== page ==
Manchester City Should Spend What It Wants on Players – Bloomberg | Anthony S Casey Singapore

If Manchester City breached UEFA’s financial fair play rules, it deserves to be punished. But those rules should probably be scrapped anyway.

Wealthy new owners should be free to throw their money around if they want to.

Wealthy new owners should be free to throw their money around if they want to. Photographer: BEN STANSALL/AFP

It’s hard to beat the unscripted theater of the Champions League, which pits Europe’s best soccer clubs and players against each other in a battle for sporting immortality and unimaginable riches. And, in fairness to the superstars, it’s been a particularly stirring tournament this year, with Liverpool and Tottenham Hotspur both coming back from the dead against Barcelona and Ajax to claim their places in the final.

Right now, though, there’s some equally arresting drama happening off the field. Manchester City, one of the world’s richest clubs and the recently crowned English champions, faces a potential ban from the elite European competition. Owned by Abu Dhabi’s Sheikh Mansour, the talent-packed team could be barred for one season if the adjudicatory chamber of governing body UEFA decides it breached financial rules designed to curtail excessive spending on players.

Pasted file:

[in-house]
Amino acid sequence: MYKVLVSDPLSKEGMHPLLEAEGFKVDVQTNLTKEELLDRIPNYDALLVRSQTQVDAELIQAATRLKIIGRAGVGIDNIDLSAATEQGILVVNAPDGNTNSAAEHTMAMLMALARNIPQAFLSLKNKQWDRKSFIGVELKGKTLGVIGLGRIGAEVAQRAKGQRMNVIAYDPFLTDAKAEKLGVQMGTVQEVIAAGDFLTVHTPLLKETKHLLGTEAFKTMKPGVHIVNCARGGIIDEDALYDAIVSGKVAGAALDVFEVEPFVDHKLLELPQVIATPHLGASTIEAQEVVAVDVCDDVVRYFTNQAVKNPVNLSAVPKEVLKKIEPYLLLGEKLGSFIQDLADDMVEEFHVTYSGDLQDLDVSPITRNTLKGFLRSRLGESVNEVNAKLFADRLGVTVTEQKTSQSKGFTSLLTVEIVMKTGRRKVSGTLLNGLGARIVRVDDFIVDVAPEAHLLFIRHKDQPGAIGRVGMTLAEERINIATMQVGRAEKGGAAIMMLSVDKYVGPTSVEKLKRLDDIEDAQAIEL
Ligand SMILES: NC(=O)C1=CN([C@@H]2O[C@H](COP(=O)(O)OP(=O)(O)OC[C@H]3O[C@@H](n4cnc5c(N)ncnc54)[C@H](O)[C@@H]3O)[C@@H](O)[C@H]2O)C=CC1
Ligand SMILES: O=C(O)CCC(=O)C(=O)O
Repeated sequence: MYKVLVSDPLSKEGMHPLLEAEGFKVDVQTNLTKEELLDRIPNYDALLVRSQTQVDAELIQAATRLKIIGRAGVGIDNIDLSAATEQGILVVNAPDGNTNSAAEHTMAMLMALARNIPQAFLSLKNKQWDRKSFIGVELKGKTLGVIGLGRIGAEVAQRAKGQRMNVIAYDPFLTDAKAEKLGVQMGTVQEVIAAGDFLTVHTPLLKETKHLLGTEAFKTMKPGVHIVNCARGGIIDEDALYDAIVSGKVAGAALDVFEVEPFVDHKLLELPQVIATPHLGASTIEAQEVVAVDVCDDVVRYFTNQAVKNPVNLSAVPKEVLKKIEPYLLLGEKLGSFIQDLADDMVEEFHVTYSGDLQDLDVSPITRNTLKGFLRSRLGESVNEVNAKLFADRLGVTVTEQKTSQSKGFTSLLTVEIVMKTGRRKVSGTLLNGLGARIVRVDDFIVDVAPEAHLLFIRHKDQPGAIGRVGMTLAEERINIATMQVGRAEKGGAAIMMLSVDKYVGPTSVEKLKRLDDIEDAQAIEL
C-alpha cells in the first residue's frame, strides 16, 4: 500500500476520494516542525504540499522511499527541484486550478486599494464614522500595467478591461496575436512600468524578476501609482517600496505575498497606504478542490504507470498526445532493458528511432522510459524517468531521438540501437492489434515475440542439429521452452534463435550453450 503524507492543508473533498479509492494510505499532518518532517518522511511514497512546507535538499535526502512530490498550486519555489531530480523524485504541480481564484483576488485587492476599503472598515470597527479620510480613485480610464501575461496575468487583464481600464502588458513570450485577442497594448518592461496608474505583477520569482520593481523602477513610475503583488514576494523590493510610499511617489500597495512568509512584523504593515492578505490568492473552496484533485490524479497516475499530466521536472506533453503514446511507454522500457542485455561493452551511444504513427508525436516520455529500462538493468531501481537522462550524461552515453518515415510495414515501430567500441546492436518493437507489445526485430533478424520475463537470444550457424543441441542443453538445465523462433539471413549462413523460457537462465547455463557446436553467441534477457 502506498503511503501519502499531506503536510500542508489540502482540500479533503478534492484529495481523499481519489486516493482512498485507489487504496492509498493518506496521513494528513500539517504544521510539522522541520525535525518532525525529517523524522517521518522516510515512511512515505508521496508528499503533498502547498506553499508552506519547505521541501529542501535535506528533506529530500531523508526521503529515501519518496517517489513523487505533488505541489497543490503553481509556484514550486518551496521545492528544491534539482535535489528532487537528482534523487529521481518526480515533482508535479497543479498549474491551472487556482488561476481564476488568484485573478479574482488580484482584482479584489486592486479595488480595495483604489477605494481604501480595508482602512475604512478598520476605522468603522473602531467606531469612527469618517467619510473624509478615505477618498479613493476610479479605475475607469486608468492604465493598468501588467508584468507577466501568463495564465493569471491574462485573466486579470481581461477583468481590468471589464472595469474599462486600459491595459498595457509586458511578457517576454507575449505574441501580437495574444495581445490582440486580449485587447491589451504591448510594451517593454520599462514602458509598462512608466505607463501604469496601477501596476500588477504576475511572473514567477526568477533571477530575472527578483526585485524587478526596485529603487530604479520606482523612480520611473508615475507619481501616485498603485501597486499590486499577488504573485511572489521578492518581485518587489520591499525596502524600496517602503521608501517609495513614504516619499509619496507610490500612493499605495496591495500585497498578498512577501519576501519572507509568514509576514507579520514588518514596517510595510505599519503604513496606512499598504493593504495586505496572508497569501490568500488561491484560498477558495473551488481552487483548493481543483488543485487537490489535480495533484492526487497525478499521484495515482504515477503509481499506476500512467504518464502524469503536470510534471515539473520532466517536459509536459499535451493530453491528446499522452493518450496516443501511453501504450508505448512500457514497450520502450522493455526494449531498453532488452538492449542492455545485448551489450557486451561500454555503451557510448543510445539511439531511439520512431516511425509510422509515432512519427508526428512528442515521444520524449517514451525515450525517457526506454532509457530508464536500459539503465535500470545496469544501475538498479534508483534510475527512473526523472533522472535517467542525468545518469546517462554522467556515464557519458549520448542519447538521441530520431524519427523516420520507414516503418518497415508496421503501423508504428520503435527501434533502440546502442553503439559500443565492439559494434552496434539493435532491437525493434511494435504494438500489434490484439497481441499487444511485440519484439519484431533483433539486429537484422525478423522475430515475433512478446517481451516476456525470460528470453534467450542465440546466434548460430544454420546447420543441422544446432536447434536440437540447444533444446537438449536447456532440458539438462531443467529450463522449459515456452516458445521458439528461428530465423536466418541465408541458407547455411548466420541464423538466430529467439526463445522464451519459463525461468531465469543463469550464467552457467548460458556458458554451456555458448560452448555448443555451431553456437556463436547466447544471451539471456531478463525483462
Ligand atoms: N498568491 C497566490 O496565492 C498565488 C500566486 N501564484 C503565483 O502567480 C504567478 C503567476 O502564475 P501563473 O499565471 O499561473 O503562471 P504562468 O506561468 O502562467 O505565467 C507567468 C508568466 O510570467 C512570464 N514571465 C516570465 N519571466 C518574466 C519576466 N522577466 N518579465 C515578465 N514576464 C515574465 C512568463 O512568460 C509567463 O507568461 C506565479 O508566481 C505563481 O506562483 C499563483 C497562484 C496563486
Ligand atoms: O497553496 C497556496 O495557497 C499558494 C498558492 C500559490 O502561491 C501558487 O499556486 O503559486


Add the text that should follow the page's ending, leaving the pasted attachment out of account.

Last year, Der Spiegel published emails revealing allegedly inflated sponsorship deals that concealed where some of the club’s money was really coming from. UEFA investigators’ decision to refer the Manchester City probe for judgment suggests there is a compelling case to answer.

Should the adjudicators find against the club, rival teams and fans will be enraged by anything less than a ban. After all, why bother complying with these so-called Financial Fair Play rules (known to everyone in the game as FFP) if there’s no ultimate sanction? The Italian club Roma, for example, claims it sold top player Mohamed Salah to Liverpool because it wouldn’t have been compliant otherwise.